Georgia’s Vidalia onion crop is planted and looks “promising,” according to Chris Tyson, University of Georgia Cooperative Extension’s area onion agent, but he cautions producers to be proactive in managing onion diseases.
University of Georgia soil scientist Matthew Levi is using technologies like digital soil mapping, spatial modeling and remote sensing to help his research colleagues and Georgia farmers improve their production practices.
In agricultural research, scientists across disciplines often find themselves working to address the same issues as colleagues at other institutions. To help advance and streamline this important work, funding from the U.S. Department of Agriculture (USDA) allows land-grant university scientists to work collectively to answer questions with a broad scope.
Three separate weather events this season will likely impact the quality and yield of a substantial amount of Georgia’s peanut acreage, according to Scott Monfort, University of Georgia Cooperative Extension pecan agronomist.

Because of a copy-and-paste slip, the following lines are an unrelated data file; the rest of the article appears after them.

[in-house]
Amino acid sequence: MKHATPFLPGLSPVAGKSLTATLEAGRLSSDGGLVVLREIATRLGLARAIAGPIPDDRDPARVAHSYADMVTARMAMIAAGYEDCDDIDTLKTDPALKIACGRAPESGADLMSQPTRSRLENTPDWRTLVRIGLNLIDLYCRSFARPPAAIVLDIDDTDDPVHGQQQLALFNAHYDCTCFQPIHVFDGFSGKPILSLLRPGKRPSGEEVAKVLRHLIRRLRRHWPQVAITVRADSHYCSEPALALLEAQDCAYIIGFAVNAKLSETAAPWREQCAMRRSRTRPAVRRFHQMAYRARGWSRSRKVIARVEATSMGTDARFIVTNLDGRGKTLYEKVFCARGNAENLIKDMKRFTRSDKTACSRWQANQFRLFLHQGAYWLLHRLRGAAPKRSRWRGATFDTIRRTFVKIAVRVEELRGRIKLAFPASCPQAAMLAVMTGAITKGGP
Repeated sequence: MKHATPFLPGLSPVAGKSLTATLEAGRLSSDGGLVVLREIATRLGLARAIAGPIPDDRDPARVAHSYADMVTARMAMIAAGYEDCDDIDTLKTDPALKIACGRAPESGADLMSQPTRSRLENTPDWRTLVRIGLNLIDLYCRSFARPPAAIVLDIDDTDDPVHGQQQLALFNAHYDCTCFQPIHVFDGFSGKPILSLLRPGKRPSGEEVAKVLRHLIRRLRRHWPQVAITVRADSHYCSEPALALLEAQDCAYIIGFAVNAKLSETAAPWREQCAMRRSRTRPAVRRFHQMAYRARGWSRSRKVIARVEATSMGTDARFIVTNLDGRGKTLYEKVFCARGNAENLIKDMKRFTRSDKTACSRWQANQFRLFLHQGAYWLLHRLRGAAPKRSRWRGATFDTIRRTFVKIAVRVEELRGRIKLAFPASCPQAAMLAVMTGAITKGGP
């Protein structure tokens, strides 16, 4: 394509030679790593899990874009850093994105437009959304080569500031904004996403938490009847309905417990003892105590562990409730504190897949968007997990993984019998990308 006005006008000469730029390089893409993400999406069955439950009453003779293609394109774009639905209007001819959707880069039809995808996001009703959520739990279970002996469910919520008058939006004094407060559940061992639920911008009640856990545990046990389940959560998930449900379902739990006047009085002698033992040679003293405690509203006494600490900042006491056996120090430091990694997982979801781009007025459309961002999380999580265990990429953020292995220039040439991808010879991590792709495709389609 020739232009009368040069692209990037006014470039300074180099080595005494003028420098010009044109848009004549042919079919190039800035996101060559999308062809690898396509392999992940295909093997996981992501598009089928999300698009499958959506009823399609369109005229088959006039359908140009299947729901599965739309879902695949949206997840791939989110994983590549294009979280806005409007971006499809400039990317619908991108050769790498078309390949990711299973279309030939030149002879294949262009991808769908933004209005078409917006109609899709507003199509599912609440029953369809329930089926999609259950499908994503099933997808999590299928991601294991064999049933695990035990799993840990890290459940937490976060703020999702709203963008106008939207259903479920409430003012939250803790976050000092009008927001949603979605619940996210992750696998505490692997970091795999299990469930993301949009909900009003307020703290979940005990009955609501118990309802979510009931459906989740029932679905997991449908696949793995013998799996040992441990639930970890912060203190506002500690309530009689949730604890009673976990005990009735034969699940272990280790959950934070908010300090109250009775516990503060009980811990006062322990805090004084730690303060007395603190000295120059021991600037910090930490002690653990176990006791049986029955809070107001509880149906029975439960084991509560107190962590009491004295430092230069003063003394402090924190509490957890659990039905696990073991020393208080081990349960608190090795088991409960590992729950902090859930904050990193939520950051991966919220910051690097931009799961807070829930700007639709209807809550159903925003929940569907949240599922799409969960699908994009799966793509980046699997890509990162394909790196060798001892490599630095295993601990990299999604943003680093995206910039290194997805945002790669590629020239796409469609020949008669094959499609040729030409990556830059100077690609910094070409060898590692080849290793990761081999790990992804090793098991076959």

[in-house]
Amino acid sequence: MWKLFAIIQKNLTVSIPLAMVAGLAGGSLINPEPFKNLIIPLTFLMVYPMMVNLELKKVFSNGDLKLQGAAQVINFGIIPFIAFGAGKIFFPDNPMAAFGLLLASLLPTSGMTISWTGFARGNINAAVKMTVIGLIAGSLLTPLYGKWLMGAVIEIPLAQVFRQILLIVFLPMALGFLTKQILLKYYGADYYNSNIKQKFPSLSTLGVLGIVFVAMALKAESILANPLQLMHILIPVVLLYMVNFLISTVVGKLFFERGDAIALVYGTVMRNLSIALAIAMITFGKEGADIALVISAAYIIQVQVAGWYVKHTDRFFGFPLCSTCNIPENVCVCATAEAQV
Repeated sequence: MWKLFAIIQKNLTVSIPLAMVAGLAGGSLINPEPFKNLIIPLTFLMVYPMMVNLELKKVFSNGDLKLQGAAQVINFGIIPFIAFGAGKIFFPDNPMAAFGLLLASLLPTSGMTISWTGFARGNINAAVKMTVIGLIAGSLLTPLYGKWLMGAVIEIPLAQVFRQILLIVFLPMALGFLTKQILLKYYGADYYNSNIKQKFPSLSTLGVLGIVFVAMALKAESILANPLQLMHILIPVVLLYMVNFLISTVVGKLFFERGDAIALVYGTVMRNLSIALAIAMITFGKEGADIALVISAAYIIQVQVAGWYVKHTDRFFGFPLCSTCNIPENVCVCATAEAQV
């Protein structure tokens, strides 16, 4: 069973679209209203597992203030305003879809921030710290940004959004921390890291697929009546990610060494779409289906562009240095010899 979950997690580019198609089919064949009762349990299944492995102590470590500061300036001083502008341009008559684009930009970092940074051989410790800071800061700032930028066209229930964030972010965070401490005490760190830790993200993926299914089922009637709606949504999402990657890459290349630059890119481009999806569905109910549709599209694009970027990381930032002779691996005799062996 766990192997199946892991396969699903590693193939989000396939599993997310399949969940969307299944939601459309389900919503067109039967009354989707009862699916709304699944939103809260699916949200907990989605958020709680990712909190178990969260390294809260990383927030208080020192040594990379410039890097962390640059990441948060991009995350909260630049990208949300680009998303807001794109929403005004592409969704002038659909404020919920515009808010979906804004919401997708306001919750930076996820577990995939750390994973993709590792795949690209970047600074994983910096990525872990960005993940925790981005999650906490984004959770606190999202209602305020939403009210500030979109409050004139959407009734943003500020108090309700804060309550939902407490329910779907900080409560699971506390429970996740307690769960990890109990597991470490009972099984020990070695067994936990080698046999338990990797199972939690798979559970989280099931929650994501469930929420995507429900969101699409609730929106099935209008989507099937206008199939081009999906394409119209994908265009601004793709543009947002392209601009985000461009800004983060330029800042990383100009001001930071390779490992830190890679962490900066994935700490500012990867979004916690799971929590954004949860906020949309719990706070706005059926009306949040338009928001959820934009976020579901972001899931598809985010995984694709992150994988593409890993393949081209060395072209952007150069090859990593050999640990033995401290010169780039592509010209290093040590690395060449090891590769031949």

Georgia’s pecan growers will have a limited supply this year due to weather conditions that affected the quality of the pecans and Hurricane Michael’s impact, according to University of Georgia Cooperative Extension pecan specialist Lenny Wells.
To avoid losing their farms following Hurricane Michael, Georgia farmers need financial relief as soon as possible, according to Jeff Dorfman, a professor and agricultural economist in the University of Georgia Department of Agricultural and Applied Economics.
The University of Georgia’s 86 weather stations record data 24 hours a day, seven days a week across Georgia. Farmers use this data to help them determine when to plant and treat their crops. During Hurricane Michael, the system helped the National Weather Service to track the storm and save lives.